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A Study in the Word – Isaiah 13:1-14:23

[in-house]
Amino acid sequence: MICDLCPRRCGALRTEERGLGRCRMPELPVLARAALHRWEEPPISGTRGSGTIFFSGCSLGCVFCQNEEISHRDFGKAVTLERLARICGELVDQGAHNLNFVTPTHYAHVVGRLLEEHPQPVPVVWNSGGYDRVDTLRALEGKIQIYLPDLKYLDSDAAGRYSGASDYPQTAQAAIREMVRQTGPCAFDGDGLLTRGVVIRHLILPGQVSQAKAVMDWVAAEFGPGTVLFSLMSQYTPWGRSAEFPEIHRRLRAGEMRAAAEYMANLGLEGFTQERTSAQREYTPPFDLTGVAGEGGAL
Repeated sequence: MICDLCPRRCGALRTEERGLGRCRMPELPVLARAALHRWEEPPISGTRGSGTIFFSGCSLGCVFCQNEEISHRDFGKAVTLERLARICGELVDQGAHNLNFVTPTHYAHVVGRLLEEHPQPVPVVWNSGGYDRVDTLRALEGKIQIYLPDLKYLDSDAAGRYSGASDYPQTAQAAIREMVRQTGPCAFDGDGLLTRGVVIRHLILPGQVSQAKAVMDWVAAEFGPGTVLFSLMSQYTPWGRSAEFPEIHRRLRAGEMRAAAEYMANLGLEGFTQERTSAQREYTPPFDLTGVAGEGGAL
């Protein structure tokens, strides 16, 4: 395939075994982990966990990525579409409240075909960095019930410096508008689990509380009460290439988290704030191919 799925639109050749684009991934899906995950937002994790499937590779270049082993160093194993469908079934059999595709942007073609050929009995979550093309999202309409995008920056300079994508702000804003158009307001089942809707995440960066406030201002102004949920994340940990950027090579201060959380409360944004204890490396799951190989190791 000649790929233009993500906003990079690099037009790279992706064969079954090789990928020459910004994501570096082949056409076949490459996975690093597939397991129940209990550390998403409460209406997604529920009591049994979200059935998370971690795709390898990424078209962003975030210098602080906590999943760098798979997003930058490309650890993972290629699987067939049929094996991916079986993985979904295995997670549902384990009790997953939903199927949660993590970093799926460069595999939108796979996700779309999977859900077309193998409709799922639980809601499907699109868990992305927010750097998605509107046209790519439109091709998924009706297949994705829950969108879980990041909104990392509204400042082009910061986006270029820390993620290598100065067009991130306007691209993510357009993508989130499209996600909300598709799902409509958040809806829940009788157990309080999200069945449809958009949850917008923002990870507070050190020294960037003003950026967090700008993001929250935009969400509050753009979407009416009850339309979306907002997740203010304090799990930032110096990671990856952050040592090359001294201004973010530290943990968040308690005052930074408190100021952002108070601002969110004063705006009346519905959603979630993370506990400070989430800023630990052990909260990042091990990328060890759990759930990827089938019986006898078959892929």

Isaiah 13 through 23 affirm God is indeed the Lord of every person at all times. The first oracle is against Babylon (13:1-14:23). God sets apart “instruments of indignation” to carry out His judgment against her (13:1-5). For Babylon, the Day of the Lord is near (13:6). Each localized judgment comprises one link in the “judgment chain” of worldwide final judgment against evil, so Babylon in turn will be made desolate (13:7-9), while the wider application portends judgment on “the world for its evil” (13:10-11a). Pride is the common element (13:11b). No center of pride can escape God’s wrath (13:12-14). Certainly, Babylon will not (13:15). Verse 16 presents an ethical dilemma. One must keep in mind the pervasiveness of evil in the world. Simply because God uses someone or some nation as an instrument of His judgment does not condone every action by that instrument. Human instruments are not sinless instruments. Secondly, we live in a world crushing itself in sin. Misguided and vicious people do treat others in an inhumane way. As witnessed on the Cross, the defeat of sin is an ugly and brutal business.Babylon will fall like Sodom and Gomorrah fell (13:17-20). Nature will reclaim its habitat (13:21-22). True, Babylon will afflict Judah and take her into exile, but later become captive herself (14:1-2). Her king symbolized the nation, so judgment is directed against the king. Judah will celebrate his demise (14:3-4), a victory that is also cosmic in scope (14:5-8). Kings already condemned will form a reception line for him in the realm of the dead (14:9-11). Instead of “star of the morning” in 14:12 the KJV reads “O Lucifer.” The immediate context, however, addresses Babylon’s prideful ruler (13:1 and 11). He subjugated nations with “unrestrained persecution” (14:4-6). Pride made him suppose he was “like the Most High,” yet God’s judgment will thrust him into “the recesses of the pit” (14:14-20). This king can be said to be “satanic” in nature and action, yet the context for 14:12 is not directly about Satan but about a reigning monarch who exhibits the nature of Satan. Babylon’s Nebuchadnezzar comes to mind (Dan. 4), but Isaiah’s oracle addresses a far greater opponent. The oracle is a satirical stab at one who supposed himself to be the most magnificent luminary in the universe. He, however, is a “rejected branch” (14:19-23) in contrast to the Lord’s Righteous Branch (11:1-5). Dr. David Moore is a Baptist preacher in Pampa and an online instructor in Bible and theology for Taylor University and Nations University. Email:

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